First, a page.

I also don’t thrift-shop. I donate things to thrift shops, when I’ve outgrown clothes (or they’ve outgrown me). Sometimes just when something has been sitting in my closet unworn long enough that I just don’t want to see it anymore. It’s perfectly good clothing, I just don’t want it. So it goes in a big ol trash bag and gets taken down to Value Village. But when it comes to thrifting for myself, there’s no way. I have patience issues sometimes (*gasp*) and the amount of time that it takes to find something wearable from a normal retail store can border on too long. Now double, triple, quadruple that amount of time at a thrift store that’s organized by COLOR instead of size? Someone stab me in the eye. My time is very valuable to me, I don’t ever seem to have enough of it. I want to spend it in ways that make me happy, that are productive.
I do enjoy participating in clothing swaps, though the amount I give away is always far more than I get back. It’s the pickiness, and often the size differential. So many swaps have sizes 0-4 and 18-22 and nothing in between. Add in having big feet and there go all the shoe options too. But I’ve given away items I really truely loved but no longer fit, and it made me happy to see someone love their new item.
Clothing has never really had any sort of sentimental value. My family doesn’t have many heirloom items, I can really only think of things that were knit by my great grandmother, or sewed by some other since-deceased relative. All baby things, as well. Since I don’t have kids, those aren’t in my radar and I am only vaugely able to picture them in my mind.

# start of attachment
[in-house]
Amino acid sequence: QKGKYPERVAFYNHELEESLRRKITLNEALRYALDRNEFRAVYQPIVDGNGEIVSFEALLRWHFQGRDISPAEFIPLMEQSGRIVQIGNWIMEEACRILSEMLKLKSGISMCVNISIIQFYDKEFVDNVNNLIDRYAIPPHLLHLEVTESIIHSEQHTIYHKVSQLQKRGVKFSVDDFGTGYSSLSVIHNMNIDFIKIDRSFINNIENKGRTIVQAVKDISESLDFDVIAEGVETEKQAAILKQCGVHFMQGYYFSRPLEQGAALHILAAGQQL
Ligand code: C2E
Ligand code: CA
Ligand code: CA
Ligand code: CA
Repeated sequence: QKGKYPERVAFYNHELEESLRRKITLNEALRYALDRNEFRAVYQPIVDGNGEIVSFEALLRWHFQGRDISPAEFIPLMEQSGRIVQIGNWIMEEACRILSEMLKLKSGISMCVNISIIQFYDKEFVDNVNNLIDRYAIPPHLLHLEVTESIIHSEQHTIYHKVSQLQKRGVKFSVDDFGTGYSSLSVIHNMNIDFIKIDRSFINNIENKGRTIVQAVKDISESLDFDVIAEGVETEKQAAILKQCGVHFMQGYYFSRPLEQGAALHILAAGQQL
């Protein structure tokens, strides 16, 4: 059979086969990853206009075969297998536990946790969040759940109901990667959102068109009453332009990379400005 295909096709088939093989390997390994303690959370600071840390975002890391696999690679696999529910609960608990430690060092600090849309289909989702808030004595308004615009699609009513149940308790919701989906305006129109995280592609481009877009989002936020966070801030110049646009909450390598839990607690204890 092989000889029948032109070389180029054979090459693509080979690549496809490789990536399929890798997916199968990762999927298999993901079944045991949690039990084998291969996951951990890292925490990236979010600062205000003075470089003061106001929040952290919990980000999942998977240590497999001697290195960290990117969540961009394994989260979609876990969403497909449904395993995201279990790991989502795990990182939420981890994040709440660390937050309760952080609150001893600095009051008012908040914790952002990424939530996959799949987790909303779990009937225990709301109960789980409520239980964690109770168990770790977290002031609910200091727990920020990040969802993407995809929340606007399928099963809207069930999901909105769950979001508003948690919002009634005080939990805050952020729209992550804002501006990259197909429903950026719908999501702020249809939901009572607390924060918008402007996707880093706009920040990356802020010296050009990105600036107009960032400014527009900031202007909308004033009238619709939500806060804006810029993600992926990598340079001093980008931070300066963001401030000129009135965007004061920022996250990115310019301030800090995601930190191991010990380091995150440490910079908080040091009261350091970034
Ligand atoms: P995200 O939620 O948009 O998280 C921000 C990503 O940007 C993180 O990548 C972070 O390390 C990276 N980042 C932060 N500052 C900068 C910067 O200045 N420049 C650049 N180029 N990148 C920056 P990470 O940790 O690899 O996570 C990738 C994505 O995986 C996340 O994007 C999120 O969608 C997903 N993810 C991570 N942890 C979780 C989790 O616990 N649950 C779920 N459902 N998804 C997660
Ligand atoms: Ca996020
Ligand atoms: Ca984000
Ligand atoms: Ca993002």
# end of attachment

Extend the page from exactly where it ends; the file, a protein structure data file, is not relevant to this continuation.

I was the first girl in the generation. There are two older male cousins and my older brother. While I’m pretty sure that I did get some hand-me-downs from my brother, I can’t recall anything specific. All the hand-me-downs I had were toys, and those are being handed down again to the next generation. Some toys last FOREVER.
This sort of combines the mending and thrifting items: I am picky about clothes I buy in the first place so if something doesn’t fit I don’t buy it. Kinda takes away the need for altering.
I feel like I have the most to say about this, but I should probably say the least. #vaguebooking? I have a special place in my hatred-heart for most “refashioning”. The term itself just makes me think of the people who take something that is old and fugly to begin with and turn it into something new and uglier. And then ask people to buy it for ridiculous amounts of money. I understand there’s people who aren’t like this, but that’s what comes to mind. My cursory search just now for “refashioned clothing” on etsy just made me die a little bit inside. Don’t get me started on “upcycling”.